Page 53: "The same degree of IQ resemblance between identical twins reared apart has been shown across five different studies, conducted between 1937 and 1992 by investigtors in the United States, Great Britain, Denmark and Sweden. This level of consistency is rare in human developmental research, matched only by the finding that identical twins are nearly as alike in IQ as the same person tested twice." This book has hundreds of footnotes referring to books and articles in scientific journals such as Developmental and Behavioral Pediatrics, American Journal of Human Genetics, Behavior Genetics, Annual Review of Neuroscience, Physiology and Behavior, Nature, and Child Development. Articles from over a hundred journals are cited.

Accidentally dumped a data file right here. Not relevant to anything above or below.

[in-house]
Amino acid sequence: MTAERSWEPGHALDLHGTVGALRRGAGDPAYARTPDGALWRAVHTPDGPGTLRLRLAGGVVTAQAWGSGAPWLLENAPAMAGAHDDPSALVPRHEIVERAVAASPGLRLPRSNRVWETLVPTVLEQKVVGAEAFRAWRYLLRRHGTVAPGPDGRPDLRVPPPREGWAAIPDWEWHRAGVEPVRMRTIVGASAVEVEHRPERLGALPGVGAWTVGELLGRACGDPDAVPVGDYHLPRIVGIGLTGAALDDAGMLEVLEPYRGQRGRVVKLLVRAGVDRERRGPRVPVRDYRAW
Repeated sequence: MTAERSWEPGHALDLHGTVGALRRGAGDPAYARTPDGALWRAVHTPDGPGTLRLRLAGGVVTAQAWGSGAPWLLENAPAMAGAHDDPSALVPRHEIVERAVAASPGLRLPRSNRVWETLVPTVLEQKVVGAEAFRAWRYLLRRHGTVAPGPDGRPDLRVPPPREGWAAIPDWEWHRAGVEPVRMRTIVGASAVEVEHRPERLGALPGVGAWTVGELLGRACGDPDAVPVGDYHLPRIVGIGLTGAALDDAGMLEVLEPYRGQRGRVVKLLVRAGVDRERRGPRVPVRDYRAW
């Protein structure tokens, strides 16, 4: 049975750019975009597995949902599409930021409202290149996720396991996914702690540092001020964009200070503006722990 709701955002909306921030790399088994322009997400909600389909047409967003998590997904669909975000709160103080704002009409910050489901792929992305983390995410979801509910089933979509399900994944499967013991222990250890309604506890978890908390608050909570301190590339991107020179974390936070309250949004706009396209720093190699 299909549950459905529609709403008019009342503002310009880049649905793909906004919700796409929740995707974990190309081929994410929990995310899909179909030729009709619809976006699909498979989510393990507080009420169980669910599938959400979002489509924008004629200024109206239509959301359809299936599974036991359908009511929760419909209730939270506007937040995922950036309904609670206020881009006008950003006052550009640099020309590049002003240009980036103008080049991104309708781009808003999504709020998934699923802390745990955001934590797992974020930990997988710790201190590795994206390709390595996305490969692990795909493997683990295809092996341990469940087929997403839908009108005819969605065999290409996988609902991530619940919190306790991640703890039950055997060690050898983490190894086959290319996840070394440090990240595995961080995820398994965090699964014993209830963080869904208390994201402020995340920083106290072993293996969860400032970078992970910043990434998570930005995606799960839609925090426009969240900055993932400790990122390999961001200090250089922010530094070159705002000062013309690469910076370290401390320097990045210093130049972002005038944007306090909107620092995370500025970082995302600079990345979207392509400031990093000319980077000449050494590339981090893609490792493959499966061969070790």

Page 50: "Typical IQ correlations are .86 for identical twins reared together, .75 for identical twins reared apart, .60 for fraternal twins, .42 for parents and children and .15 for cousins."

Page 213: IQ is genetic to the same extent as height. "Studies show striking height resemblance in identical twins, relative to fraternal twins, suggesting that genetic factors explain 90% of individual differences." The correlation was the same for identical twins raised apart as for those raised together.






The book mentions some remarkable identical twins, including two football stars, two female professors of cardiology, two identical twins who became presidents of universities, and the Bessie and Jessie twins, who were raised apart.